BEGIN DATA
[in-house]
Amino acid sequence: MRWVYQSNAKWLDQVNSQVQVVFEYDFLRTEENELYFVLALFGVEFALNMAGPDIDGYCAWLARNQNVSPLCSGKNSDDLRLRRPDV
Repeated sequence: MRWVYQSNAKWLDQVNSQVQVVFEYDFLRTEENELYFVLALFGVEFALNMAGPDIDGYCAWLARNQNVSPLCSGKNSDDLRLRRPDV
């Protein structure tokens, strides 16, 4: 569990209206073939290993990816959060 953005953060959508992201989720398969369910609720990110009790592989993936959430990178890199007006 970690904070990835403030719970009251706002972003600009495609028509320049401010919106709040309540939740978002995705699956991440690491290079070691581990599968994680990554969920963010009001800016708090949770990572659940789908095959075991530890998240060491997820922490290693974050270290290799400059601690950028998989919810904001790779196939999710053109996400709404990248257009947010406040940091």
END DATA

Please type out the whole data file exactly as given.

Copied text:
[in-house]
Amino acid sequence: MRWVYQSNAKWLDQVNSQVQVVFEYDFLRTEENELYFVLALFGVEFALNMAGPDIDGYCAWLARNQNVSPLCSGKNSDDLRLRRPDV
Repeated sequence: MRWVYQSNAKWLDQVNSQVQVVFEYDFLRTEENELYFVLALFGVEFALNMAGPDIDGYCAWLARNQNVSPLCSGKNSDDLRLRRPDV
């Protein structure tokens, strides 16, 4: 569990209206073939290993990816959060 953005953060959508992201989720398969369910609720990110009790592989993936959430990178890199007006 970690904070990835403030719970009251706002972003600009495609028509320049401010919106709040309540939740978002995705699956991440690491290079070691581990599968994680990554969920963010009001800016708090949770990572659940789908095959075991530890998240060491997820922490290693974050270290290799400059601690950028998989919810904001790779196939999710053109996400709404990248257009947010406040940091």